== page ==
The cookies had absolutely nothing otherwise to do with Hanukkah, and I think that rescuing them from the month of December was a brilliant move on my part. Not to eschew a fine family holiday tradition, but these cookies are too good to eat only once a year.
My mother's yellowed recipe card calls them "Chocolate Sugar Cookies," but I think they taste like brownies that someone has compressed with a rolling pin – that is, firm but also tender, immensely rich, with a substantial chocolate flavor for such a small package.
Brownie Roll-Out CookiesMakes 65 1½-to-1¾- inch cookies, from ¼-inch-thick dough
3 cups (375 grams) all- purpose fl our, plus more for counter
½ cup (55 grams) unsweetened cocoa
¾ teaspoon table salt
½ teaspoon baking powder
1 cup (225 grams or 2 sticks) unsalted butter, softened
1½ cups (300 grams) sugar
2 large eggs
1 teaspoon vanilla extract
1. Preheat your oven to 350 degrees. Whisk the fl our, cocoa, salt, and baking powder together in a bowl, and set aside. Beat butter and sugar with electric mixer until fluffy. Add eggs, one at a time, scraping down bowl. Mix in vanilla. Gradually mix in the dry ingredients. Wrap in plastic, and chill for at least 1 hour.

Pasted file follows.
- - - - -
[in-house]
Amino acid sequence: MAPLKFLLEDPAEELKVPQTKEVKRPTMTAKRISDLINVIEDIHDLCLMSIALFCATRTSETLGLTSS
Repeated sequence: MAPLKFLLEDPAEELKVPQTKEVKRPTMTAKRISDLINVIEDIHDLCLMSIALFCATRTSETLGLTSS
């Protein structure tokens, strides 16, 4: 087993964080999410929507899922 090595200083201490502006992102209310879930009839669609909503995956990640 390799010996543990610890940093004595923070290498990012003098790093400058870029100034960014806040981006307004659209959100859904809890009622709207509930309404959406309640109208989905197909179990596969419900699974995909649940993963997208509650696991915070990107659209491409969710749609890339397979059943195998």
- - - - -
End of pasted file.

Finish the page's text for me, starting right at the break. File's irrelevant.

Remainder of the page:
2. Roll out the cookie dough on a floured counter. Cut into desired shapes, brushing extra deposits of flour off the top. (It does disappear once baked, though, so don’t overly fret if they go into the oven looking white.) Bake on a parchment- lined baking sheet for 8 to 11 minutes (the former for 1/8- inch- thick cookies, the latter for ¼- inch cookies), until the edges are firm and the centers are slightly soft and puffed.
3. Transfer to a wire rack to cool.
Cooking note: I use fancy Dutch cocoa when I make them these days, but my mother made them then and now with Hershey’s old- school natural cocoa, and we were never disappointed in their flavor.
Excerpted from The Smitten Kitchen Cookbook by Deb Perelman. Copyright © 2012 by Deb Perelman. Excerpted by permission of Knopf, a division of Random House, Inc. All rights reserved. No part of this excerpt may be reproduced or reprinted without permission in writing from the publisher.